Lately I've noticed that my boobs are different sizes. My left boob is a "B" cup and the right one is an "A" cup. Is there any pill or anything that will help make them normal?
First, girls whose breasts are different sizes or develop at different rates are normal. Differences in breast size tend to even out once a girl is older or fully grown — usually anywhere from age 16 to 20. But even fully developed women may have one breast that's slightly larger or is shaped differently from the other. Lots of women have different-sized breasts, so you are definitely not alone.
It might help to remember that you're probably more aware of the difference in your cup size just because the process of buying a bra makes you focus on breast measurement. So although the difference may seem like a big deal to you, other people usually never notice differences in a girl's breasts.
If you're self-conscious about it, you can wear a padded bra or even a bra with a pad on just one side. Let your doctor know if you have questions or concerns about your breast development.
Reviewed by: Julia Brown Lancaster, RN
Date reviewed: January 2013
*Names have been changed to protect user privacy.
|Planned Parenthood Info for Teens This site from the Planned Parenthood Federation of America has information on relationships and sexual health for teens.|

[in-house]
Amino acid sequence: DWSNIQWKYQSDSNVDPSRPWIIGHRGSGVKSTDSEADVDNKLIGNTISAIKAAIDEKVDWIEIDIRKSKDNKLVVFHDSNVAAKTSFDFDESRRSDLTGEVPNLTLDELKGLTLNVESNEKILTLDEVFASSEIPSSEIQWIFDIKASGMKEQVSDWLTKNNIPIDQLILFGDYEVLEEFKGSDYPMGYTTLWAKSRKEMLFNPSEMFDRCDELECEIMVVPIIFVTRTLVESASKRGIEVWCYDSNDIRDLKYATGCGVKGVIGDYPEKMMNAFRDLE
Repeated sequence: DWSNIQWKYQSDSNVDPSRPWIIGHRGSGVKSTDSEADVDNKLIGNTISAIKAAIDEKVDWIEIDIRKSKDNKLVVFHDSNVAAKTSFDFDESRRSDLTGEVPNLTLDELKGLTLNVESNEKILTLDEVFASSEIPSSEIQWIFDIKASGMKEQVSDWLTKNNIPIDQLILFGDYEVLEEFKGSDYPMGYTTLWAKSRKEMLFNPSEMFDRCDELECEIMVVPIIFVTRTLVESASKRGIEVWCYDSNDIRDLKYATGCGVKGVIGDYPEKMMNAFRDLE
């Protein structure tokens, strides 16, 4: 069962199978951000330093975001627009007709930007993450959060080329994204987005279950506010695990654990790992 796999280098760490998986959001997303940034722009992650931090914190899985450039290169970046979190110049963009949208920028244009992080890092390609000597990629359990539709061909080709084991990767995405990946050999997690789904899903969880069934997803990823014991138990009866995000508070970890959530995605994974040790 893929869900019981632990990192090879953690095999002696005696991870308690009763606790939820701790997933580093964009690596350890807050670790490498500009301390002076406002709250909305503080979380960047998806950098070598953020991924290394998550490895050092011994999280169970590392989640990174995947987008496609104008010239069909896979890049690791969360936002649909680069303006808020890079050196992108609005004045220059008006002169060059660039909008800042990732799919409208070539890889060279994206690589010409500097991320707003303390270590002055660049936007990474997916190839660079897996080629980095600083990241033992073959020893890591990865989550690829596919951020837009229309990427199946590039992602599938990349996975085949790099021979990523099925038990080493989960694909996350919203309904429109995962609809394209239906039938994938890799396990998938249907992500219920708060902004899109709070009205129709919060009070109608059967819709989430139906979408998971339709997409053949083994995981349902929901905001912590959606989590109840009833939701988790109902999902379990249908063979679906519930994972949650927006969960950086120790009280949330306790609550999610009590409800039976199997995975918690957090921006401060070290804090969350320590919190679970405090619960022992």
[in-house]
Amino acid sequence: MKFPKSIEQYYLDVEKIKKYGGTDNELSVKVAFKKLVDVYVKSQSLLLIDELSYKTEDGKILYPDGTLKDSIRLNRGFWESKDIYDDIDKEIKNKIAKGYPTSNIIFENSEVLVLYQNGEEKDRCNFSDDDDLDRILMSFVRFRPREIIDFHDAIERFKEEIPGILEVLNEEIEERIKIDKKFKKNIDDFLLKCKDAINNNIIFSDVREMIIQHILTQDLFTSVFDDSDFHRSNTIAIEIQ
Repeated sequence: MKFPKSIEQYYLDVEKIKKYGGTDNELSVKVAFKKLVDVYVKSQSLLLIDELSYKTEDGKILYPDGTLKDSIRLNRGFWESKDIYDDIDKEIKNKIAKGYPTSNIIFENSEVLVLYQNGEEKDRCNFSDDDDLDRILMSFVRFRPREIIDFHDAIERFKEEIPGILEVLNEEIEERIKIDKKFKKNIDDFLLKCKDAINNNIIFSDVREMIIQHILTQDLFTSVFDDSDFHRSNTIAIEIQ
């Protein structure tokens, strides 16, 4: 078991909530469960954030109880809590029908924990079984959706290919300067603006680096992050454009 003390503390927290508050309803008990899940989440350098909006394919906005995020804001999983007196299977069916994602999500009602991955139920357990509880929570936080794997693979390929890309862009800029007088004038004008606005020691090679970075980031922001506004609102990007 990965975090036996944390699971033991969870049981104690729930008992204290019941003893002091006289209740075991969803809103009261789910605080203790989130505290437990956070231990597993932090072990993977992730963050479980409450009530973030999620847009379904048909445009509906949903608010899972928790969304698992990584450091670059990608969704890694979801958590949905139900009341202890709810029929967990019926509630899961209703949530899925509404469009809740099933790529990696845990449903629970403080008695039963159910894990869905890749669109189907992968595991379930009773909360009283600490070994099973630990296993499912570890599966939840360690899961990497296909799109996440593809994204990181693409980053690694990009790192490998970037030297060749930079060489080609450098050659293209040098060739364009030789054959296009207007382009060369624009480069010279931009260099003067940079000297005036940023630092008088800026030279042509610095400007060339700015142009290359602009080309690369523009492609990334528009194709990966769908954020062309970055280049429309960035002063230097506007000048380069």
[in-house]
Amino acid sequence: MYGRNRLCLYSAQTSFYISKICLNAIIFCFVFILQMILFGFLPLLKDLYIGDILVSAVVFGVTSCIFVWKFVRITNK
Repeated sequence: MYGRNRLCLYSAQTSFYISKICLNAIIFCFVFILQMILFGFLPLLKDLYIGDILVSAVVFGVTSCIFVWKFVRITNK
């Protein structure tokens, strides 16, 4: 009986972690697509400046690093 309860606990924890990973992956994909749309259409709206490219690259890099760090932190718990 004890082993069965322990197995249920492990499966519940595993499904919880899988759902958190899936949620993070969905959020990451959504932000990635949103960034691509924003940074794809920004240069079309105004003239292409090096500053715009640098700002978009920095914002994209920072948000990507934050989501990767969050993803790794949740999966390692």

|GirlsHealth.gov GirlsHealth.gov, developed by the U.S. Office on Women's Health, offers girls between the ages of 10 and 16 information about growing up, food and fitness, and relationships.|
|Why Are My Breasts Sore? Breast soreness is common among teens, but it can still seem worrying when it happens to you. Fortunately, breast pain is rarely serious. Find out why your breasts may hurt and what you can do about it.|
|Finding the Right Bra Bras not only minimize jiggling and shape the appearance of a girl's breasts, they're also helpful from a health standpoint.|
|Why Are My Breasts Different Sizes? It's quite common for girls to have different-sized breasts, especially as they develop during puberty. If you're worried about how your breasts are developing, check out this article.|
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